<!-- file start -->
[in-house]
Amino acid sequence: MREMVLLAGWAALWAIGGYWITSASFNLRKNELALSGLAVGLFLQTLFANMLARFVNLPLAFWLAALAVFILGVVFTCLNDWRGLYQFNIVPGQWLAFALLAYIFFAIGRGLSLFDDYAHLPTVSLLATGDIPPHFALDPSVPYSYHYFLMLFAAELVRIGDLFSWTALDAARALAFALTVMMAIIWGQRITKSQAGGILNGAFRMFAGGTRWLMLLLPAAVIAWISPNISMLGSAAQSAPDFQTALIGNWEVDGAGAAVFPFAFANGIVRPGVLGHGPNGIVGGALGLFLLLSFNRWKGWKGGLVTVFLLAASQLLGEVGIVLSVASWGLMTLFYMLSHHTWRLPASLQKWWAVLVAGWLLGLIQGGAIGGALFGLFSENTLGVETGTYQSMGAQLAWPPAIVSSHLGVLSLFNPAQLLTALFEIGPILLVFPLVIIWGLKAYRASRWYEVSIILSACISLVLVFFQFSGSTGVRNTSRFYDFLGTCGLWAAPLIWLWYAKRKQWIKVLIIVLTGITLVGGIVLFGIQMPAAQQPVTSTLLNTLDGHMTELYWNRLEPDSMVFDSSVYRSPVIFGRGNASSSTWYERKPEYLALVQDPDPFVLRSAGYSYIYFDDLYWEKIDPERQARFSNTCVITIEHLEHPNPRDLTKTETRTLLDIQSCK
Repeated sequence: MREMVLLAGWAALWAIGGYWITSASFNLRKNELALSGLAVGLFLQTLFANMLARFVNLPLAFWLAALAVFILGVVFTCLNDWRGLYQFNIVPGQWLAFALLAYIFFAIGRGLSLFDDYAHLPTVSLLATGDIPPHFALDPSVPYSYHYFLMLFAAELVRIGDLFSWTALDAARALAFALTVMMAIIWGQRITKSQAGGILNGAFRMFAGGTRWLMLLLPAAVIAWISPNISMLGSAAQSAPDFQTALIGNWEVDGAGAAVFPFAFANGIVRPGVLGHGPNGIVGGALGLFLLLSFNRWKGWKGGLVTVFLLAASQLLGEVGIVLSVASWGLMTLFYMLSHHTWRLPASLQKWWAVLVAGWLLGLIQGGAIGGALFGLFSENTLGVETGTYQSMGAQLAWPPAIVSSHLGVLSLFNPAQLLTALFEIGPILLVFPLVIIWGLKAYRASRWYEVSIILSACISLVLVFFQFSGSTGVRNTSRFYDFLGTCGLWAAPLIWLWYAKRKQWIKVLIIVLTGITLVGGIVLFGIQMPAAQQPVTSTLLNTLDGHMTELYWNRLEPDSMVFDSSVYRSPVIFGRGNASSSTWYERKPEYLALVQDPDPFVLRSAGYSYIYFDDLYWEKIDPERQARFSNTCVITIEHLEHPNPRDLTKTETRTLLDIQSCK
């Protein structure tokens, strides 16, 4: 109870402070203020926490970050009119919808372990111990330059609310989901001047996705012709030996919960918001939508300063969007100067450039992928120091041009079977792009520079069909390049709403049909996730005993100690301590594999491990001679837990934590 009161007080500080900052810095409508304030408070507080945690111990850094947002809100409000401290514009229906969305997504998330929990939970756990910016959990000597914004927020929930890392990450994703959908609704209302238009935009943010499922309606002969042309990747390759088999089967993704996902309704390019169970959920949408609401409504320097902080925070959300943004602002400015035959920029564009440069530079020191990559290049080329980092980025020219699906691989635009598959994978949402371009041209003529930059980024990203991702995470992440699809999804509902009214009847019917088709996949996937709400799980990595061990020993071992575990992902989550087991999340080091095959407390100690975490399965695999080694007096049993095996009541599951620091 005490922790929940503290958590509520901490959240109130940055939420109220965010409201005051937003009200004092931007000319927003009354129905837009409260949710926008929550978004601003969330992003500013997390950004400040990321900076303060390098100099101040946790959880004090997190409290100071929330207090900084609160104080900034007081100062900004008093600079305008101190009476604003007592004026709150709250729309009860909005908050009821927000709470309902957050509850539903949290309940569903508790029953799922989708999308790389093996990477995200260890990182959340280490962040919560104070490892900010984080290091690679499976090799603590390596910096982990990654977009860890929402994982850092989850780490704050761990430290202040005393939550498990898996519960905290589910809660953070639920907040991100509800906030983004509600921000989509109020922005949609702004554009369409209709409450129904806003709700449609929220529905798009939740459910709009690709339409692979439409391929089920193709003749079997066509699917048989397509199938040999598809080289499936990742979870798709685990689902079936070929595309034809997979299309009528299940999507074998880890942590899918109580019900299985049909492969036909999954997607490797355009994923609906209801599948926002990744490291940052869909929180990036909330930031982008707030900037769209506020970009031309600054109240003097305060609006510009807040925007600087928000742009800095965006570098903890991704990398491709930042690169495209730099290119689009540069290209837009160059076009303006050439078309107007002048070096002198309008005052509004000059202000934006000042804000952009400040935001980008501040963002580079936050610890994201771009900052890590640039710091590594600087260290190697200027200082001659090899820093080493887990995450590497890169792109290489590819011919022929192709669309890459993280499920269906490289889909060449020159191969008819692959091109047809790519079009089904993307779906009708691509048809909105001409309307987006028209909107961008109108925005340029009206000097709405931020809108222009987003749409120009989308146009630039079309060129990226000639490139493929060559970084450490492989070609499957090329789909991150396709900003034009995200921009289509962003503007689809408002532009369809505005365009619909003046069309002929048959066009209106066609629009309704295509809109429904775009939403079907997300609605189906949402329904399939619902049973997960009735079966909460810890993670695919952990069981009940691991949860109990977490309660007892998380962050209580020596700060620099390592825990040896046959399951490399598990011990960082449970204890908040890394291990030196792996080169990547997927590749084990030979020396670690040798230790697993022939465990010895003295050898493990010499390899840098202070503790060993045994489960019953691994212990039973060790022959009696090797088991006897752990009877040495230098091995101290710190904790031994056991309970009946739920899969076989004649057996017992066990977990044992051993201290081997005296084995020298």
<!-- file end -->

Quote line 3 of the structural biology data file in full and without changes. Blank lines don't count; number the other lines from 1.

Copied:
Repeated sequence: MREMVLLAGWAALWAIGGYWITSASFNLRKNELALSGLAVGLFLQTLFANMLARFVNLPLAFWLAALAVFILGVVFTCLNDWRGLYQFNIVPGQWLAFALLAYIFFAIGRGLSLFDDYAHLPTVSLLATGDIPPHFALDPSVPYSYHYFLMLFAAELVRIGDLFSWTALDAARALAFALTVMMAIIWGQRITKSQAGGILNGAFRMFAGGTRWLMLLLPAAVIAWISPNISMLGSAAQSAPDFQTALIGNWEVDGAGAAVFPFAFANGIVRPGVLGHGPNGIVGGALGLFLLLSFNRWKGWKGGLVTVFLLAASQLLGEVGIVLSVASWGLMTLFYMLSHHTWRLPASLQKWWAVLVAGWLLGLIQGGAIGGALFGLFSENTLGVETGTYQSMGAQLAWPPAIVSSHLGVLSLFNPAQLLTALFEIGPILLVFPLVIIWGLKAYRASRWYEVSIILSACISLVLVFFQFSGSTGVRNTSRFYDFLGTCGLWAAPLIWLWYAKRKQWIKVLIIVLTGITLVGGIVLFGIQMPAAQQPVTSTLLNTLDGHMTELYWNRLEPDSMVFDSSVYRSPVIFGRGNASSSTWYERKPEYLALVQDPDPFVLRSAGYSYIYFDDLYWEKIDPERQARFSNTCVITIEHLEHPNPRDLTKTETRTLLDIQSCK